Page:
Here is an excerpt from an article written by Sylvia Ann Hewlett for the Harvard Business Review blog. To read the complete
article, check out other articles and resources, and/or sign up for a free subscription to Harvard Business Review’s Daily Alerts, please click here.
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Just one month after Hewlett Packard ousted Mark Hurd for expense report improprieties in his relationship with a female company contractor, the ex-CEO is riding high. Last week, Hurd landed the job of co-president at Oracle [click here] thanks to his tennis buddy and Oracle CEO, Larry Ellison.
You could say it’s business as usual at Oracle. Hurd replaces Charles Phillips, Jr., whose own extra-marital imbroglio went public in a big way earlier this year when his inamorata advertised their affair on billboards in San Francisco, Atlanta, and New York’s Times Square [click here]. Hurd may have had his knuckles rapped quite roundly by HP — instead of signing a $100 million three-year contract, he left with a relatively paltry severance package — but last week’s events go a long way toward soothing the smarts.
Watching the Old Boys’ Network in action in Silicon Valley is an in-your-face reminder that, for men at least, friends in high places can open doors and salvage careers. For women, however, versions of the Mark Hurd story have been accompanied by the sound of those same doors being slammed shut.
New research from the Center for Work-Life Policy [click here] — to be published as a Harvard Business Review Research Report later this year — shows that women suffer a disproportionate amount of damage in the fallout from illicit relationships between a male boss and a female subordinate. According to the data, the majority of women anticipate some sort of professional backlash after having an affair: 70 percent of female respondents believe that when a workplace romance breaks up, a junior woman is more likely than a senior man to face punitive measures.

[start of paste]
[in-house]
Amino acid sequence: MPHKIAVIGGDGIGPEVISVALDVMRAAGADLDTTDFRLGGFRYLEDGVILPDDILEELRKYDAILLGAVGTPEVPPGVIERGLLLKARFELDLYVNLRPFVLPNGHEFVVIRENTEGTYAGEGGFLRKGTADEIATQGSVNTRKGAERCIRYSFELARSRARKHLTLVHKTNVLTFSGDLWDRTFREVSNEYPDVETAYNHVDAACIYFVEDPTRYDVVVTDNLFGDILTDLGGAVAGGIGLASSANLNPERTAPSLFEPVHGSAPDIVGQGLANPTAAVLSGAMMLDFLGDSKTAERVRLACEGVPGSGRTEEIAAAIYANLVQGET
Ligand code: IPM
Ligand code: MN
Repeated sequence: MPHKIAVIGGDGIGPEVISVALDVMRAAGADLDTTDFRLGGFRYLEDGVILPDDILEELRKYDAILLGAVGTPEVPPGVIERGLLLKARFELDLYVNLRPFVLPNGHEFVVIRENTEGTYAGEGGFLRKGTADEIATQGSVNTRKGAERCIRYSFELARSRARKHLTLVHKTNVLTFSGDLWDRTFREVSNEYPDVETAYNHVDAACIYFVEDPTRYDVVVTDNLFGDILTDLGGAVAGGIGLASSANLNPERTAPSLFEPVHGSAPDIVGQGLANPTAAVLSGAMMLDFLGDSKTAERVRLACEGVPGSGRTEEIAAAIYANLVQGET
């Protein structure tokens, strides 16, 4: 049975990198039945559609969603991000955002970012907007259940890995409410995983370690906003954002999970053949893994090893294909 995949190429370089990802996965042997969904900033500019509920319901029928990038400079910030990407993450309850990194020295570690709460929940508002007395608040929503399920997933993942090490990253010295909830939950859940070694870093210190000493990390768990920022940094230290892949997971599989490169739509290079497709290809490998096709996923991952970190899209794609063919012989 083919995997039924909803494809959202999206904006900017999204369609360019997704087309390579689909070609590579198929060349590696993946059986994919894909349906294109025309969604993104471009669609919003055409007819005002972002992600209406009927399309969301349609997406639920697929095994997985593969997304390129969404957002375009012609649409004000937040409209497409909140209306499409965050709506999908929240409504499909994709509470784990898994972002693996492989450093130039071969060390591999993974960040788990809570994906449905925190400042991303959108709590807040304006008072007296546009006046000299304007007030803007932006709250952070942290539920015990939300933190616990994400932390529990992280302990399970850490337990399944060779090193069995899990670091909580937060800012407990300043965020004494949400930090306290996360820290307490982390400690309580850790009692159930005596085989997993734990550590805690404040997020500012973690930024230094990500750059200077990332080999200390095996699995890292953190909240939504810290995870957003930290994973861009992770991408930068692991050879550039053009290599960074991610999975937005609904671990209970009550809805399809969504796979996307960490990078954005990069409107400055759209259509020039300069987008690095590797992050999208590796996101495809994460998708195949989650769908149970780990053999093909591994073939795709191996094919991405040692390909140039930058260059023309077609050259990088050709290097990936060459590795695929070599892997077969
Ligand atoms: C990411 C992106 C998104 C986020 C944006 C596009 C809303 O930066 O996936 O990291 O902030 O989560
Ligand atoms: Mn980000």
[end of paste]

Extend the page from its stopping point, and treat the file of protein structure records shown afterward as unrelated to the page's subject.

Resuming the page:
But it’s not just those involved whose careers suffer. The women left in the workplace also get hurt, because the fear of scandal turns to fear of sponsorship.
The CWLP research shows that sponsorship is the critical promotional lever for women stuck just below the top layer of management. However, fear of being even suspected of an illicit sexual liaison causes 64 percent of senior men to pull back from one-on-one contact with junior women; conversely, for the same reason, 50 percent of junior women are hesitant to have one-on-one contact with senior men.
These fears are often well founded. As mentioned in my previous post, illicit relationships (between a boss and a subordinate) wreak havoc in teams. That this topic hits a sensitive nerve was demonstrated by the extraordinary response to my recent post [click here], which was amplified on the Huffington Post and Jezebel websites.
For example, one comment stated, “Many male execs struggle since they know that trying to advance a woman’s career can involve backlash as people ASSUME that sexual favors are being granted.” Women struggle too; one reported, “Especially when I was single, I was very self-conscious of how I interacted with my male bosses, even when I knew they were happily married men who were not at all interested in me.”
More disturbing are the implications underlying a comment that concluded, “An older male partner taking a younger female associate under his wing necessarily leads to inappropriate speculation.” Necessarily? What does this say about a work environment in which envy of a junior woman’s fruitful association with a senior man is allowed to be transmuted into prurient perceptions and openly corrosive comments?
It gets worse. Fear that mentoring a female subordinate will automatically lead to suspicions of canoodling is, in certain cases, even shutting women out of job opportunities entirely. “My husband is very anxious about hiring younger female staff as he doesn’t want people to gossip about him,” wrote a respondent — and with good reason. “His last few partners DID in fact have affairs with other women in the office and it put everyone on edge.”
Some respondents suggested that the sanest way to avoid such insanity is to forbid relationships between people in unequal positions of power and to punish the senior person involved. Such policies are routine in universities and the military where even people in power answer to a higher authority. But in too many workplaces, the boss is the higher authority. Perhaps it’s naïve to assume that HR can carry a big enough stick to enforce these policies when the CEO is waving an even bigger one.